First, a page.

So many people conversationally lump copying and scanning together… perhaps that’s due in part to so many offices today having a multifunctional device, which negates the need for specifying the difference when you’re asking someone to run over and “scan me a copy” or something. “What’s it matter anyway? I mean, ‘copy vs scan’ are essentially thing, right?” Well, they might seem similar, but you find rather quickly that understanding what the difference is between devices and functions is a necessity when it’s time to go shopping for a new one.
This is especially true when you consider that just about every help-article out there starts with something like, “understand what you need” as the first step to buying a new MFP. Does your office need to make physical copies? Or do they just need to scan in papers so they can add them to your office’s document management or e-filing system? Maybe that results in looking at a SOHO MFP versus an Office MFP versus some individual scanners for your employees desks.
So what’s the difference?
You walk to the office’s MFP and pop a document in the machine, push a button, and the machine creates a digital copy of that image/paper. What happens next is why they are different. If you’re scanning, you might get a prompt on the machine’s display to let it know what to do next; send to your email or a folder on the network. Maybe you are using your MFP’s auto document feeder to scan in a large number of pages to send to your advanced capture software for processing and sorting before it moves on to archival. There are a lot of options and destinations a digital image could head towards, but I think you get the gist. However, if you were making a copy, that digital copy of that image/paper your copier just made is stored long enough to create a duplicate print of the original.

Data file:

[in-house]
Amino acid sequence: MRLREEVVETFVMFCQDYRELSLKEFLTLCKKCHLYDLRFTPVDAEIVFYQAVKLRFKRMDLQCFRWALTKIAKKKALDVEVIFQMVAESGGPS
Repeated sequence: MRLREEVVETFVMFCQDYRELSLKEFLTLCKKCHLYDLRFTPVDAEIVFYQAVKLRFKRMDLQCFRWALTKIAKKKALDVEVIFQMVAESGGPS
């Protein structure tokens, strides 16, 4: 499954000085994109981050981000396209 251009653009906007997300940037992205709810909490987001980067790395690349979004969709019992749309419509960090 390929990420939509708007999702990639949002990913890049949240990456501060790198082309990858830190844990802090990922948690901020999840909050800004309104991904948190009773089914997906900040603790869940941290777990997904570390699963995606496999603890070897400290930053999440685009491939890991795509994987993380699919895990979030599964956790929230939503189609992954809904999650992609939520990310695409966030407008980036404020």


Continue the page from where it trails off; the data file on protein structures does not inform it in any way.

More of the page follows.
Advantages and Disadvantages
There are advantages and disadvantages that can greatly affect your bottom line, so understanding the difference might just save you money when you go shopping for that new device for your office. They might look the same on the outside, but copiers are a typically a much simpler device for your employees to operate without the need for all those extra buttons and functions you’ll find on a multifunction device. They’re designed to create copies so they do it with great efficiency, but having limited functionality might not be the best bang for your buck when you’re thinking about the needs of your business and the available real estate in your office for devices such as this. Scanners, on the other hand, are incredibly useful for creating high-resolution digital images from text or photos which you can send to any destination. If you’re only in need of a scanner and not a MFP or printer, they can be a bit smaller than the office copier (depending on the device) too. Though, it’s not uncommon to see a great scanner paired with printing functionality so if you wanted to copy a page or two, you could essentially accomplish the same task with this pair as with a simple copier. Plus, you get all the benefits of the additional capabilities that a scanner can offer mentioned earlier. Today’s manufacturers have a pretty large variety of machines to browse though, but feel free to reach out to us if you need some help.